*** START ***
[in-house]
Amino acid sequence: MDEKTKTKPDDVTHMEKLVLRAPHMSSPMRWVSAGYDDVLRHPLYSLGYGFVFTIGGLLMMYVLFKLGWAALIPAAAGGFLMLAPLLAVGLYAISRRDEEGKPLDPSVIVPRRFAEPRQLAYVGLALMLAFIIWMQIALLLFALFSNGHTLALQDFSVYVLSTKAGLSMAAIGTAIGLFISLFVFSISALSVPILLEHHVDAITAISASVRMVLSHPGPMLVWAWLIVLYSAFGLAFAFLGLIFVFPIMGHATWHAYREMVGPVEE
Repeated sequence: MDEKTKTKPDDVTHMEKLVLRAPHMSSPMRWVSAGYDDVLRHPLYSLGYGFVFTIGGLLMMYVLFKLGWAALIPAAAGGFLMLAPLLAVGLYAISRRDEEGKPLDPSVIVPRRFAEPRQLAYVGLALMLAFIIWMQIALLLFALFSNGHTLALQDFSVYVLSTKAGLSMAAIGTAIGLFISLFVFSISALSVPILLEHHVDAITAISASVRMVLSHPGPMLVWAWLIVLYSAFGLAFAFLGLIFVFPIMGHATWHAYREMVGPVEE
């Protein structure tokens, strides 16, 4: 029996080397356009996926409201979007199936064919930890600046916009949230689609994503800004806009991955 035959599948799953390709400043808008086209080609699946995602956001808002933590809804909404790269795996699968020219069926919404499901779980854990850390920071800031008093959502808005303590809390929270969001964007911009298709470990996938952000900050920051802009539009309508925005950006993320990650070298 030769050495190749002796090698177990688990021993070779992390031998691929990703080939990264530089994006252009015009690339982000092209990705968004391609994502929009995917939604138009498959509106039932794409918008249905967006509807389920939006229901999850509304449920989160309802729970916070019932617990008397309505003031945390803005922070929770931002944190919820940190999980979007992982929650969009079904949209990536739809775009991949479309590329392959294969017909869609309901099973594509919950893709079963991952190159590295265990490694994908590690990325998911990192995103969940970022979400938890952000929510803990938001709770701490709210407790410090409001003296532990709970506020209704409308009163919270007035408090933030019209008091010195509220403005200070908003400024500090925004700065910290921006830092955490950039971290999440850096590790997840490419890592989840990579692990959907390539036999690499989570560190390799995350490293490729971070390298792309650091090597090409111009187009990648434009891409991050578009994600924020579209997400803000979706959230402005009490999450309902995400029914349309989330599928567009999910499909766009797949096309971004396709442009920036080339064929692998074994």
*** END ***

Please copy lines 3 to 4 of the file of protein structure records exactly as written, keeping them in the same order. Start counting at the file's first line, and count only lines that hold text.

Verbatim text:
Repeated sequence: MDEKTKTKPDDVTHMEKLVLRAPHMSSPMRWVSAGYDDVLRHPLYSLGYGFVFTIGGLLMMYVLFKLGWAALIPAAAGGFLMLAPLLAVGLYAISRRDEEGKPLDPSVIVPRRFAEPRQLAYVGLALMLAFIIWMQIALLLFALFSNGHTLALQDFSVYVLSTKAGLSMAAIGTAIGLFISLFVFSISALSVPILLEHHVDAITAISASVRMVLSHPGPMLVWAWLIVLYSAFGLAFAFLGLIFVFPIMGHATWHAYREMVGPVEE
């Protein structure tokens, strides 16, 4: 029996080397356009996926409201979007199936064919930890600046916009949230689609994503800004806009991955 035959599948799953390709400043808008086209080609699946995602956001808002933590809804909404790269795996699968020219069926919404499901779980854990850390920071800031008093959502808005303590809390929270969001964007911009298709470990996938952000900050920051802009539009309508925005950006993320990650070298 030769050495190749002796090698177990688990021993070779992390031998691929990703080939990264530089994006252009015009690339982000092209990705968004391609994502929009995917939604138009498959509106039932794409918008249905967006509807389920939006229901999850509304449920989160309802729970916070019932617990008397309505003031945390803005922070929770931002944190919820940190999980979007992982929650969009079904949209990536739809775009991949479309590329392959294969017909869609309901099973594509919950893709079963991952190159590295265990490694994908590690990325998911990192995103969940970022979400938890952000929510803990938001709770701490709210407790410090409001003296532990709970506020209704409308009163919270007035408090933030019209008091010195509220403005200070908003400024500090925004700065910290921006830092955490950039971290999440850096590790997840490419890592989840990579692990959907390539036999690499989570560190390799995350490293490729971070390298792309650091090597090409111009187009990648434009891409991050578009994600924020579209997400803000979706959230402005009490999450309902995400029914349309989330599928567009999910499909766009797949096309971004396709442009920036080339064929692998074994």